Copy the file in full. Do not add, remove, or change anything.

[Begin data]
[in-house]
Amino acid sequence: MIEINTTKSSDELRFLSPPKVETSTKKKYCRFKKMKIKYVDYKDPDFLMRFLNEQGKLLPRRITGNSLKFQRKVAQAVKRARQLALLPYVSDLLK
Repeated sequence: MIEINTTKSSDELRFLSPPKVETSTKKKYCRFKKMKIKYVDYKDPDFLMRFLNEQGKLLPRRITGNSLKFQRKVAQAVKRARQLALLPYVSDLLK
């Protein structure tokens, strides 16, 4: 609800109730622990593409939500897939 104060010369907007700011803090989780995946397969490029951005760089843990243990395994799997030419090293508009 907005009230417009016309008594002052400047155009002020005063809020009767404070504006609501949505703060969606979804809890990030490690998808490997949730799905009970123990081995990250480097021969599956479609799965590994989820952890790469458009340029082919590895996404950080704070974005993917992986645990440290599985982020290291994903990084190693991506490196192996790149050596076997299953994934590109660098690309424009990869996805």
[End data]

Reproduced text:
[in-house]
Amino acid sequence: MIEINTTKSSDELRFLSPPKVETSTKKKYCRFKKMKIKYVDYKDPDFLMRFLNEQGKLLPRRITGNSLKFQRKVAQAVKRARQLALLPYVSDLLK
Repeated sequence: MIEINTTKSSDELRFLSPPKVETSTKKKYCRFKKMKIKYVDYKDPDFLMRFLNEQGKLLPRRITGNSLKFQRKVAQAVKRARQLALLPYVSDLLK
């Protein structure tokens, strides 16, 4: 609800109730622990593409939500897939 104060010369907007700011803090989780995946397969490029951005760089843990243990395994799997030419090293508009 907005009230417009016309008594002052400047155009002020005063809020009767404070504006609501949505703060969606979804809890990030490690998808490997949730799905009970123990081995990250480097021969599956479609799965590994989820952890790469458009340029082919590895996404950080704070974005993917992986645990440290599985982020290291994903990084190693991506490196192996790149050596076997299953994934590109660098690309424009990869996805």